CINCPAC plan 34a, drawn up in the fall of 1963 as an annex to the entire CINPAC plan for Southeast Asia, was the covert plan directed against the North. It consisted of two parts: psychological operations and hit-and-run attacks. The latter included amphibious raids by the Vietnamese in areas “south of the Tonkin Delta having little or no security.” This was subsequently expanded to include the use of Swift torpedo boats to shell the Northern mainland and kidnap Northern personnel. Plan 34a, too, was assigned by the 303 Committee to the Joint Chiefs for implementation.

The Special Group for Counter-Insurgency

The second agency in Washington that managed the private war between 1961 and 1963 was the Special Group Counter-Insurgency (SGCI). Organized in response to Khrushchev’s speech on wars of national liberation, the SGCI was created by President Kennedy in NSAM 124, issued in late 1961. The SGCI, like the 303 Committee, met once a week. In fact, its members included those on the 303 Committee, or their delegates, and met in Room 303 at the Executive Office Building immediately after the Committee adjourned its meetings. Members of the 303 Committee would complete their discussions, sign the orders for the covert programs, and then call the SGCI to order, invite in additional deputies, and turn their attention to the problems of counterinsurgency.

Nevertheless, there were substantial differences between the 303 Committee and the SGCI. The 303 Committee managed the covert operations of the United States government in every area of the world. The programs themselves generally originated with the CIA, although other agencies of government, such as the Defense Department, the Joint Chiefs, and the State Department, did submit proposals, many of which were put into operation. The only requirement for a 303 hearing was that the program be significant and covert. When a program was put into operation, it generally used the services of the Special Forces.

The SGCI, on the contrary, never managed covert operations, had only a limited relation to the CIA, and did not employ the services of the Special Forces. It dealt exclusively with the overt programs of the US government in any nation around the globe that was deemed to be threatened by insurgency. These programs were under the special jurisdiction of the several national security agencies, including the Defense Department, AID, the State Department, USIA, and the CIA. The purposes of SGCI were to coordinate the overseas programs of the national security agencies, eliminate duplication of effort, and ensure that those programs relating to counter-insurgency were completed. The SGCI supervised the overseas programs of each of the national security agencies.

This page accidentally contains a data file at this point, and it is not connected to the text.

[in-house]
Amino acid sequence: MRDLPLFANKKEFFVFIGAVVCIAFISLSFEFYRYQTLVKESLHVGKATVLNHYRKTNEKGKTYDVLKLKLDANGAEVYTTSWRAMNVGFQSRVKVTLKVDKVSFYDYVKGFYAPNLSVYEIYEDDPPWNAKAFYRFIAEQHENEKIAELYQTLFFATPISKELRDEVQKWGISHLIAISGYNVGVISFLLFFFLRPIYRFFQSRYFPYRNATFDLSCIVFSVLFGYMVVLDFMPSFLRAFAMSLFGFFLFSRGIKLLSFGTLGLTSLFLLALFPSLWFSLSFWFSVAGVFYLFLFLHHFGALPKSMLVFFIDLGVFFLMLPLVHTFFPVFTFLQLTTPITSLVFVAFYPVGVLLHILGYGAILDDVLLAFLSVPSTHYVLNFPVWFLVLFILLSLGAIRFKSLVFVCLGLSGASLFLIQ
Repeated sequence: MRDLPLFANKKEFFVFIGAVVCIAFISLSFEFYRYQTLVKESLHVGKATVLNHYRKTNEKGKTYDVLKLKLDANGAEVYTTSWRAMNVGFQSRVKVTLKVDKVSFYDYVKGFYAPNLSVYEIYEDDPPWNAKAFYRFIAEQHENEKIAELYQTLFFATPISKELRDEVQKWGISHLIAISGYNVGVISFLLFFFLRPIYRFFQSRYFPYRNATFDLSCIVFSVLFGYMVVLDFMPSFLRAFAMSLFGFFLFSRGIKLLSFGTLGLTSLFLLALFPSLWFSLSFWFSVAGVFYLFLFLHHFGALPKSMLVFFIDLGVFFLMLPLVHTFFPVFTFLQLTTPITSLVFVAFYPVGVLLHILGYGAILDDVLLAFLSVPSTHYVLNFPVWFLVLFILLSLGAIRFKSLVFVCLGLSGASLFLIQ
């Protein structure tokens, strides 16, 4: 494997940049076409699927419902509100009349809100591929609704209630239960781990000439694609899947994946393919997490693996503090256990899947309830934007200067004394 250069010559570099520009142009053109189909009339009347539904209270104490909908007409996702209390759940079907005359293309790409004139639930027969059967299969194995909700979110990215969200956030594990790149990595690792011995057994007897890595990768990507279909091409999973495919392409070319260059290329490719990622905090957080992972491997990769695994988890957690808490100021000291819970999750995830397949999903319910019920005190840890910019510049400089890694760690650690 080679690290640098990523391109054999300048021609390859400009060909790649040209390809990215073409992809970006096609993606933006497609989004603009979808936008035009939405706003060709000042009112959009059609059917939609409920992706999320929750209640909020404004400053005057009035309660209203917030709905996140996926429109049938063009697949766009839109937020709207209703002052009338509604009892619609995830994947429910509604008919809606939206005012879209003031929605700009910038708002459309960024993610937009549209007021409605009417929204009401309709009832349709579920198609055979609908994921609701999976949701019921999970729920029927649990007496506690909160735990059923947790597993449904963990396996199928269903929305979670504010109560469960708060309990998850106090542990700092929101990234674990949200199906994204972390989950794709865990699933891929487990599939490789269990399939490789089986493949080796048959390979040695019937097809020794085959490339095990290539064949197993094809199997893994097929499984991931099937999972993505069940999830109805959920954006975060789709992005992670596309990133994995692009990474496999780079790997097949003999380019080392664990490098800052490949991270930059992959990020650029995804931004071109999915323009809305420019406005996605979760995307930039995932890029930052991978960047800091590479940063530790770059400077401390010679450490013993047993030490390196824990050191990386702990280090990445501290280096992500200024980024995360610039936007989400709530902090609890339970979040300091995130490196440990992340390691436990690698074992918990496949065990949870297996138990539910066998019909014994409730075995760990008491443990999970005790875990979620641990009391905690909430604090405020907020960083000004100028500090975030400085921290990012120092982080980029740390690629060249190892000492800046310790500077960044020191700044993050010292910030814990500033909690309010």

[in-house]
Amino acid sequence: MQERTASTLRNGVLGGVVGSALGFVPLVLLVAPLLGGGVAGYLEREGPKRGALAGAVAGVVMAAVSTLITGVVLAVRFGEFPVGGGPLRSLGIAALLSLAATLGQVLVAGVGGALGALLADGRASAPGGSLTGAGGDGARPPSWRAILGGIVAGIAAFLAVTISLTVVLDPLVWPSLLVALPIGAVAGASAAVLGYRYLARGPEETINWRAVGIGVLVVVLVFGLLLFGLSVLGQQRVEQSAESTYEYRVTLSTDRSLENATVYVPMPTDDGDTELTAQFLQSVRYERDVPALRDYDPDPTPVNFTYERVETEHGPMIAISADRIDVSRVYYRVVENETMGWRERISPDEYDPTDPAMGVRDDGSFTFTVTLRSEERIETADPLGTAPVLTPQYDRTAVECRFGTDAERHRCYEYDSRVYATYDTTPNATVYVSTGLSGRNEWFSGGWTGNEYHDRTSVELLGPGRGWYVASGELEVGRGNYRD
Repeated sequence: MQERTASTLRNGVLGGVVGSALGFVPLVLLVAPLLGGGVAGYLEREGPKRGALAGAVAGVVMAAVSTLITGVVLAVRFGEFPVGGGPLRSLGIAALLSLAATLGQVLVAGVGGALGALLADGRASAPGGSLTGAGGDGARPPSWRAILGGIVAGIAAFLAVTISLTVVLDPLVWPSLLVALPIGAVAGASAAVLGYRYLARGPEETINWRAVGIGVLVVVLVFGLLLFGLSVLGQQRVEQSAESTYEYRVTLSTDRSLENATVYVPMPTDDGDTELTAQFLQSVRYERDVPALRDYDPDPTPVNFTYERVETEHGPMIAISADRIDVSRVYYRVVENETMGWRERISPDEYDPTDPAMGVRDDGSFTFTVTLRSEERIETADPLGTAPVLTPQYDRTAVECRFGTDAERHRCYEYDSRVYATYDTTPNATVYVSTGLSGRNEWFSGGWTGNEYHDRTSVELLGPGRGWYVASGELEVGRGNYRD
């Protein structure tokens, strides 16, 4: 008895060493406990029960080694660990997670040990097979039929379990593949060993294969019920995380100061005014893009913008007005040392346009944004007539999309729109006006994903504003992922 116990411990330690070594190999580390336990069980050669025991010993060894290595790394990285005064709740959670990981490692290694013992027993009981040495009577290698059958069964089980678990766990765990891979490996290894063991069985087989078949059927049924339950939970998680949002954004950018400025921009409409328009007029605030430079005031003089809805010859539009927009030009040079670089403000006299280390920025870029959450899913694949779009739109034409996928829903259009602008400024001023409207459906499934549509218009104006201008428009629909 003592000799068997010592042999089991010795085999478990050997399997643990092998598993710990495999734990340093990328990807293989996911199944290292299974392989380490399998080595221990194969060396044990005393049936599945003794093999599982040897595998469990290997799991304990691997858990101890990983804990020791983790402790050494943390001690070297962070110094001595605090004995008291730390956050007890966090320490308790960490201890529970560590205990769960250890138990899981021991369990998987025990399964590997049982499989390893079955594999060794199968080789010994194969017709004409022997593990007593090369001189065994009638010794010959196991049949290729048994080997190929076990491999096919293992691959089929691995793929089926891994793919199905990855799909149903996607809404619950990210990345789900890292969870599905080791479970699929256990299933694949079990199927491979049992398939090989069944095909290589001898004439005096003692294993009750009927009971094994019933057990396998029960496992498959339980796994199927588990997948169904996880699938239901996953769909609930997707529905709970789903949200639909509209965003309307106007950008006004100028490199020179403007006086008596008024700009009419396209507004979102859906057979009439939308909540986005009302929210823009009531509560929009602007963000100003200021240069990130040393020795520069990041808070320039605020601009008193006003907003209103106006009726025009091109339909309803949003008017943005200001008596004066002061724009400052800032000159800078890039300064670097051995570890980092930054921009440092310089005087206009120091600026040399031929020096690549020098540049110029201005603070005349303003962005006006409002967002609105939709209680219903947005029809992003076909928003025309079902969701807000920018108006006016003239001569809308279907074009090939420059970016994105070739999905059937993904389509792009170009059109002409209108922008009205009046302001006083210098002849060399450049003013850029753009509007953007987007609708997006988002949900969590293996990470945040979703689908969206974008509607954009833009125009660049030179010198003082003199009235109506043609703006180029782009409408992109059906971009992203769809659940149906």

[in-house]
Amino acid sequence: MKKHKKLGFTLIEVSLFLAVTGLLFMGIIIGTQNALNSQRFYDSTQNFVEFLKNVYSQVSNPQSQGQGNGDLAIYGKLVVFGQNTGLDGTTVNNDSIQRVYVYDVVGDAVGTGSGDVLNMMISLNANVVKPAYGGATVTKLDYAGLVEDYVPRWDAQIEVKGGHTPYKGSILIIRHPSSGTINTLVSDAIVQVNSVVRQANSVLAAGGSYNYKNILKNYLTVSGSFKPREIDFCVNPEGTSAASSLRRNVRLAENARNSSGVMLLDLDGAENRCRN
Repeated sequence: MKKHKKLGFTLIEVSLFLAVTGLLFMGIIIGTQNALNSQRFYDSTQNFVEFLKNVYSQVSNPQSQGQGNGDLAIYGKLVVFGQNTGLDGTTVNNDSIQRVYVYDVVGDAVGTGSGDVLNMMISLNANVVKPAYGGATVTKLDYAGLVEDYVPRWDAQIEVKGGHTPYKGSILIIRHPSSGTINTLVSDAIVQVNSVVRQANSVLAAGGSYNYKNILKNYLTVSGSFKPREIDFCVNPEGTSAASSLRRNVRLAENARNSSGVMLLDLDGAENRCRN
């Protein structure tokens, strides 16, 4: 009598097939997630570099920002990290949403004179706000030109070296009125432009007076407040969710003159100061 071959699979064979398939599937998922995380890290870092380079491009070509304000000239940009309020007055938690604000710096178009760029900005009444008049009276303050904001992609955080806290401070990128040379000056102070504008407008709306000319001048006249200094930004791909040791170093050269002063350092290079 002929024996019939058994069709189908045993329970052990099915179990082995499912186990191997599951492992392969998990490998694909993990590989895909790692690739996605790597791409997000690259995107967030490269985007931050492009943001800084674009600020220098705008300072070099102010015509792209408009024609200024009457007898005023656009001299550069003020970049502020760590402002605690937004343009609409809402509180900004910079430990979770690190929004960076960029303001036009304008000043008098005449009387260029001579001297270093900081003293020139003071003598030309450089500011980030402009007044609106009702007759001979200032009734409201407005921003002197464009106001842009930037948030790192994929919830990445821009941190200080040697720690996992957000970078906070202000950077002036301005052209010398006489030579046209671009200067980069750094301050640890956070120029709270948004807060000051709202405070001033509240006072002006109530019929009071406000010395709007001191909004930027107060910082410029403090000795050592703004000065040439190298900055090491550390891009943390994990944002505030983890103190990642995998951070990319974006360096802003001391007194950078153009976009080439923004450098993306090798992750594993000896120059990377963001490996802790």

A counterinsurgency doctrine technically known as “The Overseas Internal Defense Policy of the USA” was written in 1962. President Kennedy adopted it as the official policy of the US government in NSAM 182. The main premise of the doctrine was that the counterinsurgents should help themselves, but a saving clause was added to the doctrine instructing: “where necessary, introduce US troops.”

Thus the 303 Committee was largely responsible for the unofficial policy of the US government toward Vietnam during the private war—the covert activities in North Vietnam and Laos, and the disguised use of US combat troops within South Vietnam. The SGCI, on the other hand, was in charge of the official policy—the policy that was reported in the press and otherwise made known to the American public.

The official policy consisted of a strategic plan which, consistent with the counterinsurgency doctrine, called upon the GVN to defend itself, to win its own war, and to employ Americans as teachers. There were three parts to the plan:

1) The US government officially accepted Diem as the premier of South Vietnam, and all aid was channeled through him.

2) The strategic hamlet program was devised as the principal means of defending the South against further encroachments by the Viet Cong. Strategic hamlets were supposed to help organize the rural peasants into larger territorial units in order to increase their capacity to defend themselves and to weed out Viet Cong.

As envisioned by the planners, the hamlets were to expand like an oil blot, dense in the center, blurred at the perimeter. Ideally, a second hamlet would not be built until the first was satisfactorily organized and properly defensible. Diem’s brother, Nhu, was placed in charge of the program and built the hamlets in total disregard of the oil blot theory. Instead of securing one hamlet before proceeding to the next, Nhu was interested in increasing the number of hamlets, with the result that none was secure. When Diem was assassinated in 1963, thousands of strategic hamlets collapsed overnight.

3) The ARVN was to be built into a powerful army that could take the offensive against the Viet Cong and regain the territory then held by the Communists. The ARVN, trained by MACV and working in conjunction with the strategic hamlet program under the charismatic leadership of Diem, would, it was anticipated, extend the national sovereignty of the GVN throughout South Vietnam.

The national security agencies of the US government devoted all their efforts to this strategic plan. Their programs were supervised by the SGCI and their projects were completed under the direction of a special agency, which ostensibly possessed a blueprint of victory.